To begin the final countdown to Euro 2020, Uefa projected Bono’s face on Wembley stadium. The U2 singer provides vocals for the tournament’s anthem, We Are the People, and his beaming mug, alongside that of the Edge and the Dutch DJ Martin Garrix, could be seen on the big screen alongside the slogan “get #eurohyped”.
The national stadium looked good and will probably be a star of this delayed tournament. It is hosting more games – eight – than any of the other 10 venues and it will stage the semi-finals as well as the final. The stadium and its arch, which flashed blue, green and purple for Bono’s promo, is perhaps the one distinctive location in the tournament that is directly linked to football. You are likely to see a lot of it.
But Wembley is in trouble. The last set of published accounts for Wembley National Stadium Ltd (WNSL), a company owned wholly by the Football Association, showed an operating loss of £27.7m in the 12 months to 31 July 2020. This was up from a loss of £2.5m the previous year. Turnover fell from £100.7m to £35.5m. According to the accounts, operating loss and turnover are “the two main key performance indicators of WNSL”.
Few industries have not been punched in the gut by Covid-19, but live events have been hurt as bad as any. Wembley’s accounts show the impact of the first five months of the pandemic, but the stadium went a year without any business until fans were allowed to return for the League Cup final in April. Even then the crowd of 7,771 occupied less than one-tenth of capacity.
The events industry, of which Wembley is part, needs people back. Which is why the prospect of 22,500 people heading down Wembley Way on Sunday will be a welcome sight. But its importance will be largely symbolic. “Wembley at 22,000 is an unsustainable model,” says Martin Fullard, the editorial director at Mash Media, which covers the live events industry.
“This discussion is nothing new, but the threat no less real. If capacity caps remain for much longer, the venues and their deep-rooted supply chain will simply collapse.”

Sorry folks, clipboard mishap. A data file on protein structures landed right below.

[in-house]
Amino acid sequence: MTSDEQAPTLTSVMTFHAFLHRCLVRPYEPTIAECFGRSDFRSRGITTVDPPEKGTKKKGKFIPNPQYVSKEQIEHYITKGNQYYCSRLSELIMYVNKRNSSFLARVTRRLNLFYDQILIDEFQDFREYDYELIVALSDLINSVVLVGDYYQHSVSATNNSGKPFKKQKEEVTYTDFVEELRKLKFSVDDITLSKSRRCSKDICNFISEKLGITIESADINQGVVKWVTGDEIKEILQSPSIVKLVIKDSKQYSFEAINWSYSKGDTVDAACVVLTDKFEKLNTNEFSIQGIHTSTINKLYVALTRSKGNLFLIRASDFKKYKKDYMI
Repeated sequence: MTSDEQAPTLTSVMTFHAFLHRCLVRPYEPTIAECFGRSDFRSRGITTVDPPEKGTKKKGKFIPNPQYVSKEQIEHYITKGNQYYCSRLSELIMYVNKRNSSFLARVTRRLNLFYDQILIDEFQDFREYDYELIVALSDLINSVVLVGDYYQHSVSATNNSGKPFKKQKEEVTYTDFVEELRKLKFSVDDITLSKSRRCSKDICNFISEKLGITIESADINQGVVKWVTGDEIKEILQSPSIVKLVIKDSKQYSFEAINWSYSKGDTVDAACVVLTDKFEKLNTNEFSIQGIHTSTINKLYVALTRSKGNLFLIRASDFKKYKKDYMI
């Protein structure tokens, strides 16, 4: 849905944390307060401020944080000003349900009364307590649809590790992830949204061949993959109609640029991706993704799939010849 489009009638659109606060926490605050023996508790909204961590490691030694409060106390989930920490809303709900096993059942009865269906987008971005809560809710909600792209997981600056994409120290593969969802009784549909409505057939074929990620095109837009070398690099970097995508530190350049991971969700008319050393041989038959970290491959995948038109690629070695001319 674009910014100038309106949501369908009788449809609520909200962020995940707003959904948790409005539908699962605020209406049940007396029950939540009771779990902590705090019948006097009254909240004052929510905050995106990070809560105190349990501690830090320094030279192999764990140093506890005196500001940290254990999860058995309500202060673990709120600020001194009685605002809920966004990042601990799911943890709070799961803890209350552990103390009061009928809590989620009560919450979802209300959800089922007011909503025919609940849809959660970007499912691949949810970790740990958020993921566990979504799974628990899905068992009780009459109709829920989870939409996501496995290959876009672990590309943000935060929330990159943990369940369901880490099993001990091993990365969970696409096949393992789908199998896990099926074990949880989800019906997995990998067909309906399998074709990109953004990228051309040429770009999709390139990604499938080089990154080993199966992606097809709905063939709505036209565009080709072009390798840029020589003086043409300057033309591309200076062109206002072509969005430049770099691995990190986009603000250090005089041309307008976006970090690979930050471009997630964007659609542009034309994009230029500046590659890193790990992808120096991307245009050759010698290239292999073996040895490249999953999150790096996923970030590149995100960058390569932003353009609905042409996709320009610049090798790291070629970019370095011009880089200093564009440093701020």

Businesses need caps to be lifted now but there is growing uncertainty over whether the government will go ahead with its planned stage 4 of reopening on 21 June. A decision is expected early nexton Monday, but even if the light is green, complications remain over issues such as testing and vaccine certification. It would not be a return to normality.
“Don’t forget,” says Fullard, “Wembley may only hold a dozen or so football matches or concerts every year, but as a venue it is active every other day of the week hiring out its event spaces. This is a serious revenue stream. If these events cannot run it would put the stadium at serious risk – and many others, too.”
The former FA CEO Martin Glenn does not believe Wembley is facing an imminent crisis. “It won’t be a drama to keep it going,” he says.
But Glenn, who backed a £600m plan to sell Wembley to the Fulham owner, Shahid Khan, before it collapsed in 2018, says the money that will be needed to staunch Wembley’s losses could be put to better use. Even in good times Wembley is a cash drain on the FA, Glenn says. English football’s governing body does not see most of the money from the big gigs and other external events such as the NFL, while many of its own matches are offered at a discount.
“If you own the rights to an event, like an England match, all the income is yours,” he says. “But the FA has to sell tickets for a lot of qualifying matches against small teams where you want to have a full stadium, so you discount everything in order to fill it.”
Without the regular income a club side would provide, and with an estimated £15m in annual costs that come with keeping a landmark building top of the range – from maintaining the roof to upgrading the wifi – the stadium is never going to be an earner for the governing body.
“The FA is a well-run organisation,” says Glenn, who is now chair of the Football Foundation. “It’s struggled with Covid, but it’s rich by the standards of governing bodies, it can afford to keep Wembley going. It’s more an opportunity cost, what that money could be spent on instead.
“You could put £15m into building community hubs in the National League or spend more money on world-class staff for the England team. For a rich country our full-size pitches and the number of 3G pitches are not at a level comparable to, say, Germany or Holland. Those are the things the FA should be doing, rather than maintaining a stadium, which is iconic but not a core part of what the FA is there to do.”
Glenn maintains that the proposed sale to Khan, which collapsed in a storm of jingoistic headlines, was the right thing to do. The opportunity may yet come around again. “If I was advising Khan I would say: ‘It made sense then it makes sense now. But you might be lowering your price.’”